What To Expect
Tonsillectomy is often done as an outpatient surgery. But some people may need to stay overnight in the hospital.
A person can expect to have a very sore throat after surgery. It may last for several days. This may affect the sound and volume of the voice. It can make it harder to eat and drink. The person may also have bad breath for a few days after surgery. There is a very small risk of serious bleeding after surgery.
A child who has a tonsillectomy may not feel well for a week to 10 days. But if the child is feeling well after the first few days, there is no need to restrict his or her activity or to keep the child at home.
Why It Is Done
A tonsillectomy may be done when:
- A person has tonsillitis that does not get better or that comes back often.
- A person has strep throat that keeps coming back within 1 year even with antibiotic treatment.
- Abscesses of the tonsils do not get better after they are drained. Or the person has an abscess along with other signs that point to a tonsillectomy.
- A foul odor or taste in the mouth is caused by tonsillitis, and it does not get better with antibiotics.
- A biopsy is needed to check for a suspected tumor of the tonsil.
- The tonsils are so large that they affect nighttime breathing. This is called sleep apnea . This most often affects children.
Large tonsils are not a reason to have a tonsillectomy unless they are causing one of the above problems or they are blocking the upper airway. This blockage may cause sleep apnea or problems with eating.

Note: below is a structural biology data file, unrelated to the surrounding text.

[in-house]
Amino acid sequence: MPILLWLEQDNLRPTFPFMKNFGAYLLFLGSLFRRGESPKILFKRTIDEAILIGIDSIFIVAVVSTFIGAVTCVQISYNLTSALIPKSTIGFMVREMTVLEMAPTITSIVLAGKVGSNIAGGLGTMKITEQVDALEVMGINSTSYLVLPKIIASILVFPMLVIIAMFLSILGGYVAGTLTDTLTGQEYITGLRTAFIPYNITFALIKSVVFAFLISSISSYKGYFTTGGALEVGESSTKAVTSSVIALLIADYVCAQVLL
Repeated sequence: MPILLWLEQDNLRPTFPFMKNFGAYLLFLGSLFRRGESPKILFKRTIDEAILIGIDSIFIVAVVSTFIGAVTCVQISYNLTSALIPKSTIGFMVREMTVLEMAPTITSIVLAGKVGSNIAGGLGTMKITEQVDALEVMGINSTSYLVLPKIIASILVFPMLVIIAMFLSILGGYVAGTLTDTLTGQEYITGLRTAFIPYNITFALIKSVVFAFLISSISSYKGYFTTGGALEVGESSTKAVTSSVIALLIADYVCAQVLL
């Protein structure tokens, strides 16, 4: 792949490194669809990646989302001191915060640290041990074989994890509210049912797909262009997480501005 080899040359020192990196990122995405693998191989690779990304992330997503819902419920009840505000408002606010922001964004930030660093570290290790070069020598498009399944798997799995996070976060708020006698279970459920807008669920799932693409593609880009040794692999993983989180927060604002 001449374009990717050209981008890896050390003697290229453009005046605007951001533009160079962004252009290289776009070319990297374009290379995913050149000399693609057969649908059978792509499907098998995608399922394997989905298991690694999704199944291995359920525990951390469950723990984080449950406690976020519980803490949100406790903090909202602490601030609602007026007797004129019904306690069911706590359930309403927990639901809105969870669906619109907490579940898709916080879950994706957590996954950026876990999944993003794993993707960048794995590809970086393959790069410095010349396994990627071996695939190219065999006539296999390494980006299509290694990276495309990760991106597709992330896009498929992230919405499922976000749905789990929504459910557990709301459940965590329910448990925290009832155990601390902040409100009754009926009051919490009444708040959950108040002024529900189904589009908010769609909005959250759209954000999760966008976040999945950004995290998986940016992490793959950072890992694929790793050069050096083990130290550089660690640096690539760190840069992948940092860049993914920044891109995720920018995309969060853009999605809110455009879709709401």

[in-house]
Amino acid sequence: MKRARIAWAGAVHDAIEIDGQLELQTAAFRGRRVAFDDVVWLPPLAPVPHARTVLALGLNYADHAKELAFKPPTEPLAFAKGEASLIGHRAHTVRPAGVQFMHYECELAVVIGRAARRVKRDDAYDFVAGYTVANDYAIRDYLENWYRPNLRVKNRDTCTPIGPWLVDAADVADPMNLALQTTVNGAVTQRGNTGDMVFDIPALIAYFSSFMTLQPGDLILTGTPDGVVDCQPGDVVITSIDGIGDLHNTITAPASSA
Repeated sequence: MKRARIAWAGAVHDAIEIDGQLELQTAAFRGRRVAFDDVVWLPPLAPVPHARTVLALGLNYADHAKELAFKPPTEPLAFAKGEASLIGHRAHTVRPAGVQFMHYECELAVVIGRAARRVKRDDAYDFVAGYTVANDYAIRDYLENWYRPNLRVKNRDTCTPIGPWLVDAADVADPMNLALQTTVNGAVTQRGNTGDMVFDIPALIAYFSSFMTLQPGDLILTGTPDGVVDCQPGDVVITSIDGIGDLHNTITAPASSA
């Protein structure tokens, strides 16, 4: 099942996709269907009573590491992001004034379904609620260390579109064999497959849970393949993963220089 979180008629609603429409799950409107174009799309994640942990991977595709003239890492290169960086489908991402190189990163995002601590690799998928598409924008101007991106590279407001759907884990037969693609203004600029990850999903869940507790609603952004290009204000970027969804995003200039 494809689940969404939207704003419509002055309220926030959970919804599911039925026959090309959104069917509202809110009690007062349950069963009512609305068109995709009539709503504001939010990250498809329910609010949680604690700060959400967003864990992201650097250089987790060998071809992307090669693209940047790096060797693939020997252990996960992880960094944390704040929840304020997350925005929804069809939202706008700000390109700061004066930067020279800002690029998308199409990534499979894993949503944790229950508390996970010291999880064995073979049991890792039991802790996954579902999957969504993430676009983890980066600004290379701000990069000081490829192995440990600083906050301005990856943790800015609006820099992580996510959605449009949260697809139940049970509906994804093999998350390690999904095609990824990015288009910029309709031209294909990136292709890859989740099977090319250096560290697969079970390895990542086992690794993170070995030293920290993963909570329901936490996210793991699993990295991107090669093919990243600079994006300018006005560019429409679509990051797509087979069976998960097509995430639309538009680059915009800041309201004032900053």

How Well It Works
Children who have their tonsils removed for repeated throat infections may have fewer and less severe strep throat infections for at least 2 years. But over time, many children who do not have surgery also have fewer throat infections. footnote 1
Adults who have their tonsils removed after repeated strep throat infections don't get as many new infections as adults who do not have the surgery. And adults who had the surgery also don't get sore throats as often. footnote 2
Some bleeding is a normal risk after a tonsillectomy. This is common, especially when the healed scab over the cut area falls off.
Less common or rare risks include:
- Breathing problems from surgery.
- More serious bleeding.
- Problems from anesthesia.
- Death after surgery. (This is very rare.)
What To Think About
When you are trying to decide whether to have a child's tonsils removed, you might want to think about:
- How much time the child is missing from school because of throat infections.
- How much the illness stresses and poses problems for the family.
For children and adults, the risks of surgery must also be weighed against the risks of leaving the tonsils in. In some cases where strep throat keeps coming back, surgery may be the best choice. This is especially true if there are also other problems from the tonsils.
Some people think that removing the tonsils may hurt the body's immune system , but research does not support this.
- Georgalas CC, et al. (2014). Tonsillitis. BMJ Clinical Evidence. http://clinicalevidence.bmj.com/x/systematic-review/0503/overview.html. Accessed April 14, 2016.
- Alho OP, et al. (2007). Tonsillectomy versus watchful waiting in recurrent streptococcal pharyngitis in adults: Randomised controlled trial. BMJ. Published online March 8, 2007 (doi: 10.1136/bmj.39140.632604.55).
Current as of: July 28, 2019